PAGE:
In everyday conversation we can see the reflections of common worldviews; this is even more obvious when we humans encounter difficulties. Then, the volume is dialed up on our vocal descriptions of how unfair the world has been to us. The lenses we use to see our circumstances can color or cloud what is genuinely happening. Too often we “awfulize” about life in general, focusing on the dreadful, the terrible and the awful things we find or that find us. Illness brings huge opportunities for “awfulizing.”
For me, the possibility of thriving with this disruptive disease in our lives emerges from a concept that Norman Vincent Peal popularized in the middle of the 20th century under the title “The Power of Positive Thinking.” It was reiterated a few decades later by the televangelist, Robert A. Schuller in his works on “Possibility Thinking.”
Most recently, this concept shows up as Positive Psychology in the popular writings of Shawn Achor who authored The Happiness Advantage (2010) and Before Happiness (2013). Some assume it is simple optimism but I believe it is richer than that. I see it as an approach to life that reinforces values that Jay and I share.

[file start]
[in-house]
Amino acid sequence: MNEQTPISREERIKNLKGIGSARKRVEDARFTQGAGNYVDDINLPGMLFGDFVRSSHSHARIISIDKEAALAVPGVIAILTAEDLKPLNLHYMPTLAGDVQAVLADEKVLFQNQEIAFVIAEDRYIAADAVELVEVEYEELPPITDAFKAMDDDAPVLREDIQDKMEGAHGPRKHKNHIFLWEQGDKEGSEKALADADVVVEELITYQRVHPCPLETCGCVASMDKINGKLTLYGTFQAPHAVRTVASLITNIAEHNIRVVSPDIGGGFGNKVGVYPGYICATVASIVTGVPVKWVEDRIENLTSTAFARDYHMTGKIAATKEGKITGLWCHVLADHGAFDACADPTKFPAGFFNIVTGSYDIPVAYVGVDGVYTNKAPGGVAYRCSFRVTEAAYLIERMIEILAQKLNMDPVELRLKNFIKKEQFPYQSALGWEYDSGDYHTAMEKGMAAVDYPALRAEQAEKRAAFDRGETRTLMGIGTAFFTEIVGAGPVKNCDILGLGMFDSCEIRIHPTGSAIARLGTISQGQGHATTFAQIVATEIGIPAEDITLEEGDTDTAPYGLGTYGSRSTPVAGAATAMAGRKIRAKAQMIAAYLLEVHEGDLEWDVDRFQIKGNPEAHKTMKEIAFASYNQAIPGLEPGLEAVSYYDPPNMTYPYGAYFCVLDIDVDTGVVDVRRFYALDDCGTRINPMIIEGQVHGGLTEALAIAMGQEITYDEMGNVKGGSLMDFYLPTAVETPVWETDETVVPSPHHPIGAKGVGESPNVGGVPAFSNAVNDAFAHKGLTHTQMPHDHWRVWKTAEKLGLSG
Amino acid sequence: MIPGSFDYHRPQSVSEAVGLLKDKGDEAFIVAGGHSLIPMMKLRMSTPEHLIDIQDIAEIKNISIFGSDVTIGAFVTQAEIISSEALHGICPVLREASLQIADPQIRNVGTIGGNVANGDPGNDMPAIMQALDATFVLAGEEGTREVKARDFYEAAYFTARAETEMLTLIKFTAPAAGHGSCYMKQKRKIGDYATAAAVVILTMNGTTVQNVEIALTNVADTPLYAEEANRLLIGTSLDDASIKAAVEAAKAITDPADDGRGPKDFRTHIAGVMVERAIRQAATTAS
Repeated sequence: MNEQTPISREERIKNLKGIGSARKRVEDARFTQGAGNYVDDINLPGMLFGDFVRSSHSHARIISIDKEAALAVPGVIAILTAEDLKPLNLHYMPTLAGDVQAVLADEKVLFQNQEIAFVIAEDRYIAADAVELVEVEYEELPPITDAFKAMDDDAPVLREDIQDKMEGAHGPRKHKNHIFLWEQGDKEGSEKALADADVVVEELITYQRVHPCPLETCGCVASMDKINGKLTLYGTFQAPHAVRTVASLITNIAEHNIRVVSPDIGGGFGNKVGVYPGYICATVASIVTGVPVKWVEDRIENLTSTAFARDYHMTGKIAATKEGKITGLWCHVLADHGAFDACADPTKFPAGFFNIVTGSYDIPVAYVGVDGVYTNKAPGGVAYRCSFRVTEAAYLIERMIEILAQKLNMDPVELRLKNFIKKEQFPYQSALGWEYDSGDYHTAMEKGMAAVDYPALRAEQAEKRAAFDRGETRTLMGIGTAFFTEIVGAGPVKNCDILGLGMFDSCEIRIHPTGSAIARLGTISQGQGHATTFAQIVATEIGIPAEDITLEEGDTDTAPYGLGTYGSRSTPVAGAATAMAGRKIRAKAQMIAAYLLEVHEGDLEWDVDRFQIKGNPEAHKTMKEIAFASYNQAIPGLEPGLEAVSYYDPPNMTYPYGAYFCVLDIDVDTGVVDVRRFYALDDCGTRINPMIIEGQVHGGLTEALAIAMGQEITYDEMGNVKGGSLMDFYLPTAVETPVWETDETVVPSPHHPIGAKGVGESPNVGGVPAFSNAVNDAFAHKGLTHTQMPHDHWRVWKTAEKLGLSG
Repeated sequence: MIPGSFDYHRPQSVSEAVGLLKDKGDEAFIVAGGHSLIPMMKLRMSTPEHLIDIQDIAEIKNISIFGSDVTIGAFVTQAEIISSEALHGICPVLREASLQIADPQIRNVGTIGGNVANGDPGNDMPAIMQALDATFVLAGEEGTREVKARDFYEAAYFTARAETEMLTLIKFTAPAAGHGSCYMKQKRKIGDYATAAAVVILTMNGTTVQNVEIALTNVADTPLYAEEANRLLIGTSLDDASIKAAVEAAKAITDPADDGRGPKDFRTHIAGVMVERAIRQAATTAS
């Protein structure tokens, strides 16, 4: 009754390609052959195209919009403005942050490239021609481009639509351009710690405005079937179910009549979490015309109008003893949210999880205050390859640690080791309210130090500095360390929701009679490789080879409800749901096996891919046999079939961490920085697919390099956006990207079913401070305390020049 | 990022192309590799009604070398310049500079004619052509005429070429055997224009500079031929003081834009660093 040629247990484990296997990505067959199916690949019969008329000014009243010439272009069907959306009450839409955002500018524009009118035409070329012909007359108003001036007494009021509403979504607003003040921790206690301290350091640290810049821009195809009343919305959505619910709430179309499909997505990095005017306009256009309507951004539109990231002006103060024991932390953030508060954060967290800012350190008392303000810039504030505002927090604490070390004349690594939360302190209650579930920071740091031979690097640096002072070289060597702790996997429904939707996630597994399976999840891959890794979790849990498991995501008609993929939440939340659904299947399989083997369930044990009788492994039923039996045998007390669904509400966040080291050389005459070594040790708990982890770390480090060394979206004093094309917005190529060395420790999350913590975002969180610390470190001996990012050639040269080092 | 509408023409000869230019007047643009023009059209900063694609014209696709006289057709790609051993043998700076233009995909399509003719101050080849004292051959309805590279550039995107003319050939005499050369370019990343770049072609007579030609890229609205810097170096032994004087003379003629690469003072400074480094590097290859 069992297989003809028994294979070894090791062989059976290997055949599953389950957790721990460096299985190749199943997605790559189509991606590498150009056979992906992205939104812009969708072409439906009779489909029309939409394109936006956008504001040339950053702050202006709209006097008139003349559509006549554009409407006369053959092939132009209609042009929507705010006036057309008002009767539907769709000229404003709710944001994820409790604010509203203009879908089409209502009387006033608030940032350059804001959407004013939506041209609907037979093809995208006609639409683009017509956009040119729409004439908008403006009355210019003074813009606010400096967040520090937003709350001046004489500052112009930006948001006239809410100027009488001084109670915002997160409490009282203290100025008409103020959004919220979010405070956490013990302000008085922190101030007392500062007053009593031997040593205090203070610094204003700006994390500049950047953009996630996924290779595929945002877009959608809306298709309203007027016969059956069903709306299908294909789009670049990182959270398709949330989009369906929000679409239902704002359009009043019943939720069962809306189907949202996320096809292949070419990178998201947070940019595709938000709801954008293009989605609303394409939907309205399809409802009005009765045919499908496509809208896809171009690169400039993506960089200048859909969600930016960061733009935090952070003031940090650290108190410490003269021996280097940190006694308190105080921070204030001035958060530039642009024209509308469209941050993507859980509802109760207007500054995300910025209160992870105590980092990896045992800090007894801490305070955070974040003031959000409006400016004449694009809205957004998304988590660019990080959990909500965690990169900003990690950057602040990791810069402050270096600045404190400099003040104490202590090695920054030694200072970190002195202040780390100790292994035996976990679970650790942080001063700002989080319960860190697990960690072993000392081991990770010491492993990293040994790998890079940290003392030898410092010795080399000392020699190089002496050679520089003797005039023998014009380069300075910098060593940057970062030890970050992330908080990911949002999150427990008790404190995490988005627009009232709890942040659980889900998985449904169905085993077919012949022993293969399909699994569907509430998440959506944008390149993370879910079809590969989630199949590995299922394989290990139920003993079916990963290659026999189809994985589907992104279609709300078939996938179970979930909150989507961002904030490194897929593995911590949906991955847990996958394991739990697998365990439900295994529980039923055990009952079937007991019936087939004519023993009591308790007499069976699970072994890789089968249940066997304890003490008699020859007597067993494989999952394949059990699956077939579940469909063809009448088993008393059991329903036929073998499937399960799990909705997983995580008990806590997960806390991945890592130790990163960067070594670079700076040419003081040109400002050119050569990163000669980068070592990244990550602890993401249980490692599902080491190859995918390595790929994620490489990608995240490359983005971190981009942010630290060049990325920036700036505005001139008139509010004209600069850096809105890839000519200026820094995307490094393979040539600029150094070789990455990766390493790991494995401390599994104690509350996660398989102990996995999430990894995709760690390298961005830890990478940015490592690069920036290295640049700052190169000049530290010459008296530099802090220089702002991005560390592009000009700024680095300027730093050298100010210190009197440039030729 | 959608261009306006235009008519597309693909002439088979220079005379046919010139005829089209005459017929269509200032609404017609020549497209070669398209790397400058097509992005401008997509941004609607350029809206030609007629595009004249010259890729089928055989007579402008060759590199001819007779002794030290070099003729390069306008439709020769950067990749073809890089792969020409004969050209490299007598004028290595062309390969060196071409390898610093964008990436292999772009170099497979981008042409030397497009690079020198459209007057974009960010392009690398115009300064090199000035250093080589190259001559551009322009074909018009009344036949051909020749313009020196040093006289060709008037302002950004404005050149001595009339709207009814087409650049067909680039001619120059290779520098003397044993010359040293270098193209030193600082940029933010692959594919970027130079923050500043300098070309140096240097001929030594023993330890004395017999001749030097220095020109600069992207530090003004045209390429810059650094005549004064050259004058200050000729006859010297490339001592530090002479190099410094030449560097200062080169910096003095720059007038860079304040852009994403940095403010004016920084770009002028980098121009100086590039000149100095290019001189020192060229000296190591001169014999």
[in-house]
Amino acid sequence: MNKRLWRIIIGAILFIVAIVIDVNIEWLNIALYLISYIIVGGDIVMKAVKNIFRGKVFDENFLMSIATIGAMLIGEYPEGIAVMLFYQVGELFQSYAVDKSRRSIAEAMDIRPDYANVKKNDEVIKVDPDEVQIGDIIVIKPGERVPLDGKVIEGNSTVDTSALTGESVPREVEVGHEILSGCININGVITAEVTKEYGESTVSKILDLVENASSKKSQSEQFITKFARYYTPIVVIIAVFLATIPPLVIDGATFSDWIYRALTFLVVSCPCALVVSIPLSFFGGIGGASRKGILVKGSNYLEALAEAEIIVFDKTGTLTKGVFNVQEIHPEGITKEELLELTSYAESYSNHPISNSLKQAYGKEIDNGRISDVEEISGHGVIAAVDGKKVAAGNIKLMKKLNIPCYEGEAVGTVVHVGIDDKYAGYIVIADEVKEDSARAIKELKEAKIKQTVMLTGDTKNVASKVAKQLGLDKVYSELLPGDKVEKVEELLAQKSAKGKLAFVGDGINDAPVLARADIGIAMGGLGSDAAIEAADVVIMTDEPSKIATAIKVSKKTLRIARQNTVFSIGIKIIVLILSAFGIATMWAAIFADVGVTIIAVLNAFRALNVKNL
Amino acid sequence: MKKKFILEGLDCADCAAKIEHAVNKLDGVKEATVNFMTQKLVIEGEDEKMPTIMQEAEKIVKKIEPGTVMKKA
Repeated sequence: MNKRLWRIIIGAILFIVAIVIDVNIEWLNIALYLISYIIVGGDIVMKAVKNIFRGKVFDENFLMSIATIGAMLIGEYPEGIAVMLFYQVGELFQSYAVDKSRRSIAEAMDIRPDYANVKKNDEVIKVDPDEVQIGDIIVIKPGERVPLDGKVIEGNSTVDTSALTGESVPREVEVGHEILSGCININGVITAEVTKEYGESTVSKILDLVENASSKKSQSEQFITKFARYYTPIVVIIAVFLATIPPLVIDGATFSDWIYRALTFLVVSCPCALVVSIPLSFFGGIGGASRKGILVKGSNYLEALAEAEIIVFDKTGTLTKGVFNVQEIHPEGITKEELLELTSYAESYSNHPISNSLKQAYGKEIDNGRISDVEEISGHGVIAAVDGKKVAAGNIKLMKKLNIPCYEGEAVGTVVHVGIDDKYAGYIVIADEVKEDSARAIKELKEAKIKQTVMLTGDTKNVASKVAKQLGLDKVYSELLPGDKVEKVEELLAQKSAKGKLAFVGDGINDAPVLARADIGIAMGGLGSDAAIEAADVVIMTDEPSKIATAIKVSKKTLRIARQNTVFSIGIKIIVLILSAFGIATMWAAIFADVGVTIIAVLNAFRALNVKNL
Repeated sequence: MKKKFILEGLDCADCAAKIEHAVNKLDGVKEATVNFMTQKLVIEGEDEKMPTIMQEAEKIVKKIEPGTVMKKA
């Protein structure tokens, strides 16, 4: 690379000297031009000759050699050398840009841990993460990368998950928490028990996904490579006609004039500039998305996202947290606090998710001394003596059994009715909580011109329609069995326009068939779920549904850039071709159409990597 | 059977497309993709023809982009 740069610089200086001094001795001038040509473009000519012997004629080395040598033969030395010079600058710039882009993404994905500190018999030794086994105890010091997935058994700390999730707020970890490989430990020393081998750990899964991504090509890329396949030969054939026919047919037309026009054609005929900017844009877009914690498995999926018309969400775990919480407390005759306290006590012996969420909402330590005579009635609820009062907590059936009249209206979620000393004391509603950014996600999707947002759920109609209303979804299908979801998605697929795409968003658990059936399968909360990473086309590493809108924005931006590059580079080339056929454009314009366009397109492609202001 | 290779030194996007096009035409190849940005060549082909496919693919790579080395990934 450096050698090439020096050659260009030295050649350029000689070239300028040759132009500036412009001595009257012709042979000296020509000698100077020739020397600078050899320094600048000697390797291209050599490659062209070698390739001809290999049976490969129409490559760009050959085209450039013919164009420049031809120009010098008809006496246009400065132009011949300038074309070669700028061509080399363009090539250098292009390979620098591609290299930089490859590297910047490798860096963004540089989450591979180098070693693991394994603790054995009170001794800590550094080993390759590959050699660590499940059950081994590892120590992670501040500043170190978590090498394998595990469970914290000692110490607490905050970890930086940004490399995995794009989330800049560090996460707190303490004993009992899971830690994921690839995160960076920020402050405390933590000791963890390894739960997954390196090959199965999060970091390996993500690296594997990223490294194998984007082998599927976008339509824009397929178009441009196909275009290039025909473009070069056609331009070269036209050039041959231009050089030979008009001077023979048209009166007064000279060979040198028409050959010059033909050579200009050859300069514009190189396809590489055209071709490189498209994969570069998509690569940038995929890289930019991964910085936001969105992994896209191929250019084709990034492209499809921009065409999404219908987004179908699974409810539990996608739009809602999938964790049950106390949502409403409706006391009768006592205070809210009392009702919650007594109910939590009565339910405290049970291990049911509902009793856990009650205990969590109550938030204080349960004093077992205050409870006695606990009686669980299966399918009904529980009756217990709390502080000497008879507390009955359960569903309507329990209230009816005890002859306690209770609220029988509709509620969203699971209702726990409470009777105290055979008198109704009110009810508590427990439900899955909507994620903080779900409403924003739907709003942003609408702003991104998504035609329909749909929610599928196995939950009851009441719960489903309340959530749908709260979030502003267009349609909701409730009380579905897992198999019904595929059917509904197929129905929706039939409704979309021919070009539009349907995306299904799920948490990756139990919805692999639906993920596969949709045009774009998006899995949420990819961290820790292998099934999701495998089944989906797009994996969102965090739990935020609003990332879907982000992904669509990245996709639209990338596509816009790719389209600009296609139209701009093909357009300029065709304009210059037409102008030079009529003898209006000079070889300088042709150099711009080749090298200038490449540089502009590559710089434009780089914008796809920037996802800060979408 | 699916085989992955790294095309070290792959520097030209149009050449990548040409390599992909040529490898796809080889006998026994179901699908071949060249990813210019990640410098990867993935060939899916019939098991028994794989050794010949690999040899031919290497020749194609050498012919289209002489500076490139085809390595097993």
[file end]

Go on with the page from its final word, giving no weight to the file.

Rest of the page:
If we believe that our lives are significant and purposeful, we can share personal growth experiences even in the middle of negative events and circumstances usually seen only through the lenses of scarcity, failure or shame. We do this by transforming, not the events and circumstances themselves, but how we think about them each day. This enables us to see them as amazing bearers of creative energy and optimistic possibility. This is the platform from which we can thrive even through Alzheimer’s disease.
How can we be Happy?